That’s $3,870/year in propane costs. If NG cost half of that, then after 10 years NG would save $19,350.

So how much does it cost to run a NG line and how much would your estimated propane/NG costs be?

I also think having NG + radiant heat would be a selling point.

Otherwise I think the dual-stage heat pump (ideally geothermal) + propane (perhaps also convertible to NG) would be pretty sweet. Bonus for radiant heat.
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HMdocinPA
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Re: Home Heating Advice

Post by HMdocinPA »

finite_difference wrote: Tue Dec 25, 2018 10:10 pm
HMdocinPA wrote: Sun Dec 23, 2018 8:20 pm My home is propane: 2 furnaces, hot water heater, clothes dryer, stovetop and backup generator. Propane is more expensive than natural gas, but cheaper than using electricity when it comes to heating. I have a 1000 gallon underground tank, gets filled ~ 3 times per year, usually 600gal at a time, cost is appx $2.15 per gallon. We have 3 young kids, which means lots of baths and laundry, but I think the overall cost of the propane is reasonable.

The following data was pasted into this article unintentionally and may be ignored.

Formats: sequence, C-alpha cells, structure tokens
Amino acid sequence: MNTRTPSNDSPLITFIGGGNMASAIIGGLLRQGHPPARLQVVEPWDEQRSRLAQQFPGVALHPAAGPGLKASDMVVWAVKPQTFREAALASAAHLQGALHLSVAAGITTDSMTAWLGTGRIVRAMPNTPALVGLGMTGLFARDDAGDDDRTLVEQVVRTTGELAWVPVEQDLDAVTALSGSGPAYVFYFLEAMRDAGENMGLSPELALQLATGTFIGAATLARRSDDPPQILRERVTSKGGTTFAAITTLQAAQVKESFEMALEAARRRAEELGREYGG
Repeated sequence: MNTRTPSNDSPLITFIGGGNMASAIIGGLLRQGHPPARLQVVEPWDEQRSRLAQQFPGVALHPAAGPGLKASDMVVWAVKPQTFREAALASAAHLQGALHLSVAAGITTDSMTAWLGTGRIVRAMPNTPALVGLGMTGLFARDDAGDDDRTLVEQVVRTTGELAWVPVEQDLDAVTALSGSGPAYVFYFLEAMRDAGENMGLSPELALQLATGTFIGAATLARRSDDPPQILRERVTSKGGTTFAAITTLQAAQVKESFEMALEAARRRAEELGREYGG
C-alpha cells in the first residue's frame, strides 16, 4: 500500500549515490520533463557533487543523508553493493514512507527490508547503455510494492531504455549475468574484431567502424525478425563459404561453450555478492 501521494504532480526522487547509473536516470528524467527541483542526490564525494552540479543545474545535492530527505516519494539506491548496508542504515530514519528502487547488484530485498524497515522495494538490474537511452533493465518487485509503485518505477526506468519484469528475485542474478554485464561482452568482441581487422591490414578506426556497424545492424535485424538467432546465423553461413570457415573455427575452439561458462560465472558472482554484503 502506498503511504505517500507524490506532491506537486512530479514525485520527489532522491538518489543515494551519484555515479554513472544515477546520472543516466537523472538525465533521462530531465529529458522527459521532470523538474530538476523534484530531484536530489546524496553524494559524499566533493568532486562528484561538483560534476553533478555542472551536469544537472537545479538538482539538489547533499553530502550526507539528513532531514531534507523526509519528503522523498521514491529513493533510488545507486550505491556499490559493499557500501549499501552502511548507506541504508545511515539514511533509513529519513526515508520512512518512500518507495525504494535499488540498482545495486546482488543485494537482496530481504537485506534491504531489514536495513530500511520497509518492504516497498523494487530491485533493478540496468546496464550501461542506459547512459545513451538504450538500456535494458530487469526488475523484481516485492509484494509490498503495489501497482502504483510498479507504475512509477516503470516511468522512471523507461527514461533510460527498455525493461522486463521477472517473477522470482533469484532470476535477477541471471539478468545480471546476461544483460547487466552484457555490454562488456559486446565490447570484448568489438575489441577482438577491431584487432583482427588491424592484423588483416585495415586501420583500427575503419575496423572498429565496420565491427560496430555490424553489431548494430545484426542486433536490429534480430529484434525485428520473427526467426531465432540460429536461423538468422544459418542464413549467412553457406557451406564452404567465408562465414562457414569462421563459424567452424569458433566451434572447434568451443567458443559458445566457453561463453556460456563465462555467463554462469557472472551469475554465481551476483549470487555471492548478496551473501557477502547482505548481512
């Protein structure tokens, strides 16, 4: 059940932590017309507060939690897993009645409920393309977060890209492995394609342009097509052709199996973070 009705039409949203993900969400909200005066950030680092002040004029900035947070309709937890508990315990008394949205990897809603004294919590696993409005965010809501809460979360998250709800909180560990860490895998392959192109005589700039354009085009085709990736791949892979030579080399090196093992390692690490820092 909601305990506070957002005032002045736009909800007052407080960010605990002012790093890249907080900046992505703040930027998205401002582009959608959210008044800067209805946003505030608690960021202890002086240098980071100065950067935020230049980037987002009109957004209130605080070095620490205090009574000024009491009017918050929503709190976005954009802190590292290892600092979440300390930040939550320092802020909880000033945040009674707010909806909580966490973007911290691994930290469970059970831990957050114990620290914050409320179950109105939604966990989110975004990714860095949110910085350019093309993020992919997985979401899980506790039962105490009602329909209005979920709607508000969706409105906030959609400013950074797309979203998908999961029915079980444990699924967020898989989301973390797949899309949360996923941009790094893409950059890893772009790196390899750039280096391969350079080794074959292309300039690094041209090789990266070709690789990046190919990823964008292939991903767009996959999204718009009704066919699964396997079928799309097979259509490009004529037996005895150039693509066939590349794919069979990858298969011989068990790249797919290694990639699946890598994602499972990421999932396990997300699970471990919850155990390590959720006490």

That’s $3,870/year in propane costs. If NG cost half of that, then after 10 years NG would save $19,350.

So how much does it cost to run a NG line and how much would your estimated propane/NG costs be?

I also think having NG + radiant heat would be a selling point.

Otherwise I think the dual-stage heat pump (ideally geothermal) + propane (perhaps also convertible to NG) would be pretty sweet. Bonus for radiant heat.
It’s a bit on the rural side where we live, no option for NG here so propane is our only option for now.
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Re: Home Heating Advice

Post by abuss368 »

When we were looking to move we learned rather quickly how expensive electricity and propane are. I had incorrectly assumed propane was cheap.